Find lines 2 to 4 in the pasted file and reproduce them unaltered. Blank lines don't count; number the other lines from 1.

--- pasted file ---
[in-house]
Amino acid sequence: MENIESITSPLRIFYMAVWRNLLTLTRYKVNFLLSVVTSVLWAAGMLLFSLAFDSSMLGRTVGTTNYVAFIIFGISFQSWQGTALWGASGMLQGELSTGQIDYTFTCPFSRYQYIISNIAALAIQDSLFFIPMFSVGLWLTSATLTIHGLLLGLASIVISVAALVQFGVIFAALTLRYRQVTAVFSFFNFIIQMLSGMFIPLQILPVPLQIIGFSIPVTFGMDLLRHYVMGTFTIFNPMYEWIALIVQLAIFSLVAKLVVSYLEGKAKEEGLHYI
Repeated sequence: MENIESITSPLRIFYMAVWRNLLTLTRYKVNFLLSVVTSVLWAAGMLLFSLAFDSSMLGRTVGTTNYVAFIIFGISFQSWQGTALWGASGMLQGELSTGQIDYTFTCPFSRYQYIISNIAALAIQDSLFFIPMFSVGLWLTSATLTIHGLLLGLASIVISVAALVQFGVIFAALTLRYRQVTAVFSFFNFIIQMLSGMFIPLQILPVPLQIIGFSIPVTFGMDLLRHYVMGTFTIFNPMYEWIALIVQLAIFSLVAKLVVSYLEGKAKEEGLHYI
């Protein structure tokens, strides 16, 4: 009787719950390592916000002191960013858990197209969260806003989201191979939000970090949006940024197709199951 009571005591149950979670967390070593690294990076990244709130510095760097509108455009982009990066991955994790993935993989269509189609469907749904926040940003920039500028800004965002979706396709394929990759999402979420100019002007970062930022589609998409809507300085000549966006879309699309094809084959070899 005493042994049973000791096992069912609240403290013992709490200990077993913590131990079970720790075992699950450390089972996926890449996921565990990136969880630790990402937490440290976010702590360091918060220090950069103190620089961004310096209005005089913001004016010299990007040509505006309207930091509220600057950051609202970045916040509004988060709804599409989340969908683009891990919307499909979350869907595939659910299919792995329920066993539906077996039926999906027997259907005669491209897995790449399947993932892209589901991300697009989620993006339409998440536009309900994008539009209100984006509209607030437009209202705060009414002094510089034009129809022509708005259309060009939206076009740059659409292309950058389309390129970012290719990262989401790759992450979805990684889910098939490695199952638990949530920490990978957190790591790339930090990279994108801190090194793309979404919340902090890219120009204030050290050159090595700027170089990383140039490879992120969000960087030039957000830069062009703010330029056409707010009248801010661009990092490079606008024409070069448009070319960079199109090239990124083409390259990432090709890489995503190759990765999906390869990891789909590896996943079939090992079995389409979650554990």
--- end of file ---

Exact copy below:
Amino acid sequence: MENIESITSPLRIFYMAVWRNLLTLTRYKVNFLLSVVTSVLWAAGMLLFSLAFDSSMLGRTVGTTNYVAFIIFGISFQSWQGTALWGASGMLQGELSTGQIDYTFTCPFSRYQYIISNIAALAIQDSLFFIPMFSVGLWLTSATLTIHGLLLGLASIVISVAALVQFGVIFAALTLRYRQVTAVFSFFNFIIQMLSGMFIPLQILPVPLQIIGFSIPVTFGMDLLRHYVMGTFTIFNPMYEWIALIVQLAIFSLVAKLVVSYLEGKAKEEGLHYI
Repeated sequence: MENIESITSPLRIFYMAVWRNLLTLTRYKVNFLLSVVTSVLWAAGMLLFSLAFDSSMLGRTVGTTNYVAFIIFGISFQSWQGTALWGASGMLQGELSTGQIDYTFTCPFSRYQYIISNIAALAIQDSLFFIPMFSVGLWLTSATLTIHGLLLGLASIVISVAALVQFGVIFAALTLRYRQVTAVFSFFNFIIQMLSGMFIPLQILPVPLQIIGFSIPVTFGMDLLRHYVMGTFTIFNPMYEWIALIVQLAIFSLVAKLVVSYLEGKAKEEGLHYI
């Protein structure tokens, strides 16, 4: 009787719950390592916000002191960013858990197209969260806003989201191979939000970090949006940024197709199951 009571005591149950979670967390070593690294990076990244709130510095760097509108455009982009990066991955994790993935993989269509189609469907749904926040940003920039500028800004965002979706396709394929990759999402979420100019002007970062930022589609998409809507300085000549966006879309699309094809084959070899 005493042994049973000791096992069912609240403290013992709490200990077993913590131990079970720790075992699950450390089972996926890449996921565990990136969880630790990402937490440290976010702590360091918060220090950069103190620089961004310096209005005089913001004016010299990007040509505006309207930091509220600057950051609202970045916040509004988060709804599409989340969908683009891990919307499909979350869907595939659910299919792995329920066993539906077996039926999906027997259907005669491209897995790449399947993932892209589901991300697009989620993006339409998440536009309900994008539009209100984006509209607030437009209202705060009414002094510089034009129809022509708005259309060009939206076009740059659409292309950058389309390129970012290719990262989401790759992450979805990684889910098939490695199952638990949530920490990978957190790591790339930090990279994108801190090194793309979404919340902090890219120009204030050290050159090595700027170089990383140039490879992120969000960087030039957000830069062009703010330029056409707010009248801010661009990092490079606008024409070069448009070319960079199109090239990124083409390259990432090709890489995503190759990765999906390869990891789909590896996943079939090992079995389409979650554990």